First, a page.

Investigating English for Academic Purposes provision in South Asian HE

Sharon McCulloch, Bimali Indrarathne, Akhter Jahan, Laxman Gnawali, Nasreen Hussain, Sarwat Nauman, Sameera Jayawardena, Wimansha Abeyawickrama

Research output: Other contribution


This study investigates understandings and practices
around English for Academic Purposes (EAP) in
higher education (HE) in four South Asian countries
in which English is the primary medium of instruction
in HE: Bangladesh, Nepal, Pakistan and Sri Lanka.
The study aimed to establish the extent to which
critical thinking, the use of source materials and
the avoidance of plagiarism were perceived as useful
by three stakeholder groups, and whether and how
these are taught in university English courses.
Questionnaires, interviews and focus groups were
conducted with students, EAP tutors and subject
lecturers at 14 HE institutes in Bangladesh, Nepal,
Pakistan and Sri Lanka. Observations of teaching
were also carried out, and syllabuses, policy
documents and teaching materials were examined.
Findings revealed that, despite all three stakeholder
groups reporting that these aspects of EAP were
important for students to learn, they were not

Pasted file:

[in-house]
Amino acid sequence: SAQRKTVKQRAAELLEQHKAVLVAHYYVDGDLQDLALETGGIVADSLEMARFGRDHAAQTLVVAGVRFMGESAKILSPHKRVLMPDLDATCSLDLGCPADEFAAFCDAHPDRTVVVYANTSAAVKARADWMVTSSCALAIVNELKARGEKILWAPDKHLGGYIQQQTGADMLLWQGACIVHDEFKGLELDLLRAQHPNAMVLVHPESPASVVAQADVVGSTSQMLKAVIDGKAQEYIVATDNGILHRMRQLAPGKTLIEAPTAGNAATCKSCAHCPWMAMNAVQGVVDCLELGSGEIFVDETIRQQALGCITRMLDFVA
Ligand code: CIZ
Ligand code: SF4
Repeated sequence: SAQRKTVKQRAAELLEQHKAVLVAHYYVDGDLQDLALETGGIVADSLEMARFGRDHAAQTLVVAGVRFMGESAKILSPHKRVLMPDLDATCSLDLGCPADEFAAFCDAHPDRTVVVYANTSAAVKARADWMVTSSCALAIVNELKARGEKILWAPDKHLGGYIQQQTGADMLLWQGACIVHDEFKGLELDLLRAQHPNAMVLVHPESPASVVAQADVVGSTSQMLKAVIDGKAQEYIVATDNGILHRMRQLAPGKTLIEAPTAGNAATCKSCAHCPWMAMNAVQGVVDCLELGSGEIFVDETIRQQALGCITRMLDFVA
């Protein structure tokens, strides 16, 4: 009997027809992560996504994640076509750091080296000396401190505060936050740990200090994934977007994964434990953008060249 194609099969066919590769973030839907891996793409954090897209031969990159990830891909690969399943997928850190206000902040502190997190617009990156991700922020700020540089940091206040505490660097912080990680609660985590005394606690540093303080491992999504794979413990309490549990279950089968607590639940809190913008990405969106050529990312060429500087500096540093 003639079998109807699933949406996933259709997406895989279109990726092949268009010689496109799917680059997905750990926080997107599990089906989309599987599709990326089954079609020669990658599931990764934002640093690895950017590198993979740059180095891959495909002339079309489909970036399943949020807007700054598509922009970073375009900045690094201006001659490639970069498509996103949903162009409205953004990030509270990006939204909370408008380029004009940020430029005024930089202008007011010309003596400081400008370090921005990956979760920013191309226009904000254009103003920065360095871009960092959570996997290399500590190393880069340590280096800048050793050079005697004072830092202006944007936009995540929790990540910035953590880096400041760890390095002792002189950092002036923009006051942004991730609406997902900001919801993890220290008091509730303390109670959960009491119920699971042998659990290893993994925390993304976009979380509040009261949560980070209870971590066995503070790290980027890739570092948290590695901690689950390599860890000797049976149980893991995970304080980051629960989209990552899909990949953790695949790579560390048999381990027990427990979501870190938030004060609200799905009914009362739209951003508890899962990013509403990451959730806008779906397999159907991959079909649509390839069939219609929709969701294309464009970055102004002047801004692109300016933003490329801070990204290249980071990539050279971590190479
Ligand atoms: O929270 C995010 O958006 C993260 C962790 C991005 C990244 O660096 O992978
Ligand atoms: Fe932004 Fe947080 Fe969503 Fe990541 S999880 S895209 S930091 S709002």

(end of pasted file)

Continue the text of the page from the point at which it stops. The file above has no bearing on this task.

systematically taught nor included in syllabuses.
English teaching in universities focused on general
and some professional English rather than EAP,
and teacher-centred styles of teaching meant
that students enjoyed few opportunities to speak.
The key concepts explored in this study were poorly
understood by staff and students, and teaching staff
were hindered from teaching EAP by lack of training
and poor communication with academic departments.
Original languageEnglish
PublisherBritish Council
Number of pages61
Place of PublicationSpring Garden
ISBN (Electronic)978-0-86355-976-1
Publication statusPublished - 2020

Publication series

NameTeachingEnglish, ELT Research Papers
PublisherBritish Council

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